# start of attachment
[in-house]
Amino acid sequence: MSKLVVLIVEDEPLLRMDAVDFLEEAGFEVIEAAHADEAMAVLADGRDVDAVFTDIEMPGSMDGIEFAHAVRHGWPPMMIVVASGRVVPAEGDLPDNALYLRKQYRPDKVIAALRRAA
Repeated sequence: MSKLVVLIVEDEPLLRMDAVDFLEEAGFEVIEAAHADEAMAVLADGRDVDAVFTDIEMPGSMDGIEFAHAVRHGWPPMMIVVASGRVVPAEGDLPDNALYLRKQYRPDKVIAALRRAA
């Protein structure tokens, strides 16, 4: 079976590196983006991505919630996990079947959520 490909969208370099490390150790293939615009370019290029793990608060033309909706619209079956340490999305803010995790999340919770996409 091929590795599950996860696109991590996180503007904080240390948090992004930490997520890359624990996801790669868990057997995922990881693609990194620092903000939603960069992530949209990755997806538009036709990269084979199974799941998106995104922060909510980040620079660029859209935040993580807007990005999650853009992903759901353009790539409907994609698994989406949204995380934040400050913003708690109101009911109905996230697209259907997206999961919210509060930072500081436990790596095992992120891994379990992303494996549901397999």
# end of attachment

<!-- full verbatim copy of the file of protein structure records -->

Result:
[in-house]
Amino acid sequence: MSKLVVLIVEDEPLLRMDAVDFLEEAGFEVIEAAHADEAMAVLADGRDVDAVFTDIEMPGSMDGIEFAHAVRHGWPPMMIVVASGRVVPAEGDLPDNALYLRKQYRPDKVIAALRRAA
Repeated sequence: MSKLVVLIVEDEPLLRMDAVDFLEEAGFEVIEAAHADEAMAVLADGRDVDAVFTDIEMPGSMDGIEFAHAVRHGWPPMMIVVASGRVVPAEGDLPDNALYLRKQYRPDKVIAALRRAA
């Protein structure tokens, strides 16, 4: 079976590196983006991505919630996990079947959520 490909969208370099490390150790293939615009370019290029793990608060033309909706619209079956340490999305803010995790999340919770996409 091929590795599950996860696109991590996180503007904080240390948090992004930490997520890359624990996801790669868990057997995922990881693609990194620092903000939603960069992530949209990755997806538009036709990269084979199974799941998106995104922060909510980040620079660029859209935040993580807007990005999650853009992903759901353009790539409907994609698994989406949204995380934040400050913003708690109101009911109905996230697209259907997206999961919210509060930072500081436990790596095992992120891994379990992303494996549901397999």